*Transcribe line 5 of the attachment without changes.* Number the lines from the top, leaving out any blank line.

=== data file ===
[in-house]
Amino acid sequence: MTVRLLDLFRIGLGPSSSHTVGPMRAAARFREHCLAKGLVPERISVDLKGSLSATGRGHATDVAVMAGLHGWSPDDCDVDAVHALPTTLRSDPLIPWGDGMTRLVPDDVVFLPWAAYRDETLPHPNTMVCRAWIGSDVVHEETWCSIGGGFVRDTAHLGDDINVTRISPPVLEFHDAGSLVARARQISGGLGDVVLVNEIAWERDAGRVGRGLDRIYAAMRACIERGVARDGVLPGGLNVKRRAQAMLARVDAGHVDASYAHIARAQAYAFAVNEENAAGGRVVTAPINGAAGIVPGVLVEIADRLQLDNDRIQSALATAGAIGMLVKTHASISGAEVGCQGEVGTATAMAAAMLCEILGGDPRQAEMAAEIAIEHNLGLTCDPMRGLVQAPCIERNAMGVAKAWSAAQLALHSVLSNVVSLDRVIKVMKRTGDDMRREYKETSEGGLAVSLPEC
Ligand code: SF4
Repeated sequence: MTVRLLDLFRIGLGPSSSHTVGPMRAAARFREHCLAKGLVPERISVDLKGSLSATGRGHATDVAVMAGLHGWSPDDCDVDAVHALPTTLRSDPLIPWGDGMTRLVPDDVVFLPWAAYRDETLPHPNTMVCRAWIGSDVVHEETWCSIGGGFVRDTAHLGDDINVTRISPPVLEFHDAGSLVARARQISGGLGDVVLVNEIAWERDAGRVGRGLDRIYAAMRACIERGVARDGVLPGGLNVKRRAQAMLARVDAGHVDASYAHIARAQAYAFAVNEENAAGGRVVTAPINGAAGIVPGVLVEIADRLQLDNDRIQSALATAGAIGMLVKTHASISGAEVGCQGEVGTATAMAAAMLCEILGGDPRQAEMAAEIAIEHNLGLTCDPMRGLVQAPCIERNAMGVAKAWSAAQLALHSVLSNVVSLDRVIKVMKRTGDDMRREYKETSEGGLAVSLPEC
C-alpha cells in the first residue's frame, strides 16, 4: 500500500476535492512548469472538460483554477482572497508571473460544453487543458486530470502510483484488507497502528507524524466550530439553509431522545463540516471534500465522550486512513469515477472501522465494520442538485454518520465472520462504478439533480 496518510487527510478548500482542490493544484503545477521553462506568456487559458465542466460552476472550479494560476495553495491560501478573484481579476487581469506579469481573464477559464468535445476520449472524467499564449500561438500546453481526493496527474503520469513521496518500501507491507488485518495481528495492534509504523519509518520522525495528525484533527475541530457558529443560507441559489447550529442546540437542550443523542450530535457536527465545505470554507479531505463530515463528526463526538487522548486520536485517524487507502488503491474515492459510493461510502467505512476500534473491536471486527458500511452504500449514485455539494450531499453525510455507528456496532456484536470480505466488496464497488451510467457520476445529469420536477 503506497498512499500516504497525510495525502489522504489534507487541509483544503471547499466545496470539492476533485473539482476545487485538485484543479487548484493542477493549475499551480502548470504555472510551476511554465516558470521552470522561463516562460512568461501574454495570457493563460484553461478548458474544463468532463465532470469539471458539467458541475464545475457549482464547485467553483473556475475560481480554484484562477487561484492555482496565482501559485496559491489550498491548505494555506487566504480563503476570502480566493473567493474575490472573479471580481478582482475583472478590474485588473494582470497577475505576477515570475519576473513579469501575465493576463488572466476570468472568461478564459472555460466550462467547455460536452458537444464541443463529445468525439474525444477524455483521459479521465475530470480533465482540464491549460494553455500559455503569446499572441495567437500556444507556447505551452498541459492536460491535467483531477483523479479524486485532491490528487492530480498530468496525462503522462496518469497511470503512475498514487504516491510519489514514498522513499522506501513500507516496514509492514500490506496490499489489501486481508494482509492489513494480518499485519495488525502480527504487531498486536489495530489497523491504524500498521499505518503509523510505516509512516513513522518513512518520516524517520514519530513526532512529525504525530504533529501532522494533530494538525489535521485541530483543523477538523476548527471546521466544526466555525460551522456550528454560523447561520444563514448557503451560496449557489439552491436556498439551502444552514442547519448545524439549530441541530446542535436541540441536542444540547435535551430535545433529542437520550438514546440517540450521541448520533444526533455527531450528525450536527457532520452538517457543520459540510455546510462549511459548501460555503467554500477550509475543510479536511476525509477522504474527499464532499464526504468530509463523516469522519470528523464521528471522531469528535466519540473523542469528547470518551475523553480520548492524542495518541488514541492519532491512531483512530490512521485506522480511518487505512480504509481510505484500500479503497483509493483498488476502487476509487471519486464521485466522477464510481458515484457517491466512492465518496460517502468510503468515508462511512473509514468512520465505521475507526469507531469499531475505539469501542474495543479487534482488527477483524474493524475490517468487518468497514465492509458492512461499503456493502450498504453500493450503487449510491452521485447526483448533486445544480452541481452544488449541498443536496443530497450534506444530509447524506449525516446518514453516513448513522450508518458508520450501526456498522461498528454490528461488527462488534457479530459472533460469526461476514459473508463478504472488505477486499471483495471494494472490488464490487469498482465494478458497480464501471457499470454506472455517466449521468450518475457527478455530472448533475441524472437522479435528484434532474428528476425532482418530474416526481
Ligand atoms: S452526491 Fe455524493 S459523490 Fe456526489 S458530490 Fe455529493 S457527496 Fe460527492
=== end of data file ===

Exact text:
C-alpha cells in the first residue's frame, strides 16, 4: 500500500476535492512548469472538460483554477482572497508571473460544453487543458486530470502510483484488507497502528507524524466550530439553509431522545463540516471534500465522550486512513469515477472501522465494520442538485454518520465472520462504478439533480 496518510487527510478548500482542490493544484503545477521553462506568456487559458465542466460552476472550479494560476495553495491560501478573484481579476487581469506579469481573464477559464468535445476520449472524467499564449500561438500546453481526493496527474503520469513521496518500501507491507488485518495481528495492534509504523519509518520522525495528525484533527475541530457558529443560507441559489447550529442546540437542550443523542450530535457536527465545505470554507479531505463530515463528526463526538487522548486520536485517524487507502488503491474515492459510493461510502467505512476500534473491536471486527458500511452504500449514485455539494450531499453525510455507528456496532456484536470480505466488496464497488451510467457520476445529469420536477 503506497498512499500516504497525510495525502489522504489534507487541509483544503471547499466545496470539492476533485473539482476545487485538485484543479487548484493542477493549475499551480502548470504555472510551476511554465516558470521552470522561463516562460512568461501574454495570457493563460484553461478548458474544463468532463465532470469539471458539467458541475464545475457549482464547485467553483473556475475560481480554484484562477487561484492555482496565482501559485496559491489550498491548505494555506487566504480563503476570502480566493473567493474575490472573479471580481478582482475583472478590474485588473494582470497577475505576477515570475519576473513579469501575465493576463488572466476570468472568461478564459472555460466550462467547455460536452458537444464541443463529445468525439474525444477524455483521459479521465475530470480533465482540464491549460494553455500559455503569446499572441495567437500556444507556447505551452498541459492536460491535467483531477483523479479524486485532491490528487492530480498530468496525462503522462496518469497511470503512475498514487504516491510519489514514498522513499522506501513500507516496514509492514500490506496490499489489501486481508494482509492489513494480518499485519495488525502480527504487531498486536489495530489497523491504524500498521499505518503509523510505516509512516513513522518513512518520516524517520514519530513526532512529525504525530504533529501532522494533530494538525489535521485541530483543523477538523476548527471546521466544526466555525460551522456550528454560523447561520444563514448557503451560496449557489439552491436556498439551502444552514442547519448545524439549530441541530446542535436541540441536542444540547435535551430535545433529542437520550438514546440517540450521541448520533444526533455527531450528525450536527457532520452538517457543520459540510455546510462549511459548501460555503467554500477550509475543510479536511476525509477522504474527499464532499464526504468530509463523516469522519470528523464521528471522531469528535466519540473523542469528547470518551475523553480520548492524542495518541488514541492519532491512531483512530490512521485506522480511518487505512480504509481510505484500500479503497483509493483498488476502487476509487471519486464521485466522477464510481458515484457517491466512492465518496460517502468510503468515508462511512473509514468512520465505521475507526469507531469499531475505539469501542474495543479487534482488527477483524474493524475490517468487518468497514465492509458492512461499503456493502450498504453500493450503487449510491452521485447526483448533486445544480452541481452544488449541498443536496443530497450534506444530509447524506449525516446518514453516513448513522450508518458508520450501526456498522461498528454490528461488527462488534457479530459472533460469526461476514459473508463478504472488505477486499471483495471494494472490488464490487469498482465494478458497480464501471457499470454506472455517466449521468450518475457527478455530472448533475441524472437522479435528484434532474428528476425532482418530474416526481